¶6. It is conceded by the parties that Howard fell and suffered an injury. However, in order to
recover for this injury, Howard would have to show that she suffered an injury due to a dangerous
condition existing because of negligence or other wrongful conduct of a City employee. Except in
a case where a defect occurred because of negligence or wrongful conduct, “[s]uch a defect [is] not
in itself sufficient proof to render the city liable for the failure to maintain its sidewalks in a
reasonably safe condition for the use of persons exercising ordinary care and caution.” City of Biloxi
v. Schambach, 247 Miss. 644, 654, 157 So. 2d 386, 390 (1963).
¶7. Admittedly, a municipality has a non-delegable duty to exercise ordinary care to keep and
maintain its sidewalks and other public ways in a reasonably safe condition for the use of persons
exercising ordinary care and caution. City of Tupelo v. Vaughn, 246 So. 2d 88, 89 (Miss. 1971);
Schambach, 247 Miss. at 655, 157 So. 2d at 391. In the case at bar, Howard argues that the City
delegated the responsibility of maintaining the sidewalks of the library to the head librarian and urges
this Court to find that the librarian was negligent in failing to maintain the sidewalks surrounding
the library. However, a “municipality cannot be expected to maintain its sidewalks and street
crossings in a perfectly level condition, and where the defect consists of some slight variation
between the elevation of adjoining paving blocks, flagstones, or curbstones, or irregularity in the
junction of the sidewalk and curb, no liability is imposed.” Shambach, 247 Miss. at 655, 157 So.
2d at 391.
¶8. We follow the lead of the Shambach court that dealt with a sidewalk located in the City of
Biloxi and take judicial notice that “it is almost, if not quite, impossible for municipalities to prevent
crevices in the streets and sidewalks as the one involved, which as a rule are the result of expansion
and contraction from heat and cold.” Id. at 392 (also discussing the trial testimony and exhibits
showing that the “sandy soil of the Gulf Coast on which [the] sidewalk was laid  contracts and
expands and sinks causing the sidewalk to be uneven and wavy”). Municipalities, such as the City
of Biloxi, cannot be charged with the duty to maintain sidewalks in “an absolutely perfect condition
so as to render an accident impossible.” Id. at 391. Pedestrians are charged with their own
responsibility to exercise ordinary care to avoid naturally caused sidewalk defects. Id.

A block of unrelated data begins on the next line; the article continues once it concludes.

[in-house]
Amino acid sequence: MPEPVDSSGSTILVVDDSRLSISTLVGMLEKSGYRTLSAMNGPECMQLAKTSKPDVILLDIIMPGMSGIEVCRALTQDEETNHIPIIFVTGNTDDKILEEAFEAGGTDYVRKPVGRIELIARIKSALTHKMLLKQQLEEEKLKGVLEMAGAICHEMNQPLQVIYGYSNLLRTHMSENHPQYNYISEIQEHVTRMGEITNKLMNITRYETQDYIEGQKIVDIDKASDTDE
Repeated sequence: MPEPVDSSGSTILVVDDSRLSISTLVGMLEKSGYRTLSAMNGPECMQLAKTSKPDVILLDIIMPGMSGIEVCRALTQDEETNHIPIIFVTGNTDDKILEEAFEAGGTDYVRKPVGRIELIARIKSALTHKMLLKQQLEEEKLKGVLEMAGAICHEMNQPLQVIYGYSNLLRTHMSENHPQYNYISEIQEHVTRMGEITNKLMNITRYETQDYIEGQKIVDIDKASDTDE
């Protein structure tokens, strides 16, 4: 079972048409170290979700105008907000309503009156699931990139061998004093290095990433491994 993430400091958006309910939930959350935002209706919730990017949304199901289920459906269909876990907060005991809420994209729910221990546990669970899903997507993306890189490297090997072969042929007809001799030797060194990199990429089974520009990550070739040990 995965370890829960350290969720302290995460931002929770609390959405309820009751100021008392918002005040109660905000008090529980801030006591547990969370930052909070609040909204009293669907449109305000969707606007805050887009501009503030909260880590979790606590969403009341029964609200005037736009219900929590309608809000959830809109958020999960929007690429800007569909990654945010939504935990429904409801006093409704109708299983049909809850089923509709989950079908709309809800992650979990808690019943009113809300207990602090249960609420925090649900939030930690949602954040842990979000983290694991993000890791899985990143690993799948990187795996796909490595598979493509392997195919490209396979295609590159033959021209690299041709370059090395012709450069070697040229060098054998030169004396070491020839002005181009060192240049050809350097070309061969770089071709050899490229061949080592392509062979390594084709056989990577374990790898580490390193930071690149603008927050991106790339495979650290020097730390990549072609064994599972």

¶9. Although Howard argues that the City of Biloxi was negligent because it failed to inspect the
sidewalk, formal inspection programs are not necessarily required to find that a municipality has
upheld its duty to maintain its sidewalks. Bond v. City of Long Beach, 908 So. 2d 879, 882 (¶8)
(Miss. Ct. App. 2005). While this Court has recognized that the implementation of an inspection
program is “certainly prudent, ” we also have stated that “[n]o municipality is laden with the burden
of making its sidewalks perfectly level or in a condition which eliminates the possibility of an
¶10. Howard was “required to show evidence of circumstances from which it could reasonably
be concluded that the city had notice of the defect.” Burton v. Philadelphia, 595 So. 2d 1279, 1281
(Miss. 1991). Howard argues that the City of Biloxi had both actual and constructive notice of the
dangerous condition; however, she presents no supporting evidence to attest to this fact. Instead, in
support of her argument that the City had actual or constructive notice of the defect in the sidewalk
leading to the Lameuse Street entrance of the library, Howard attaches two affidavits of bystanders
who either witnessed her fall or noticed her lying on the ground shortly thereafter.
¶11. Howard also points out that on two previous occasions the sidewalk was in need of repair and
that the repairs were made. Howard reasons that these occasions provided the City with notice that
the sidewalks were in disrepair at the time of her fall. Our review of the record reveals that the two
previous occasions cited by Howard were in reference to another sidewalk located outside the
library. Howard’s injury occurred at the Lameuse Street entrance to the library and the two previous
repairs were made to the sidewalk leading to the Jackson Street entrance. When questioned on this
point at oral argument, counsel for Howard described this fact as a “distinction without a difference.”
However, we do not agree.
¶12. Additionally, in support of her argument, Howard refers this Court to the deposition
testimony of the head librarian regarding the relocation of certain public events due to the overgrown
oak trees. Howard reasons that the event relocation, due to the oak trees, constitutes notice that the
oak trees were causing dangerous defects to the pavement. However, a closer study of the deposition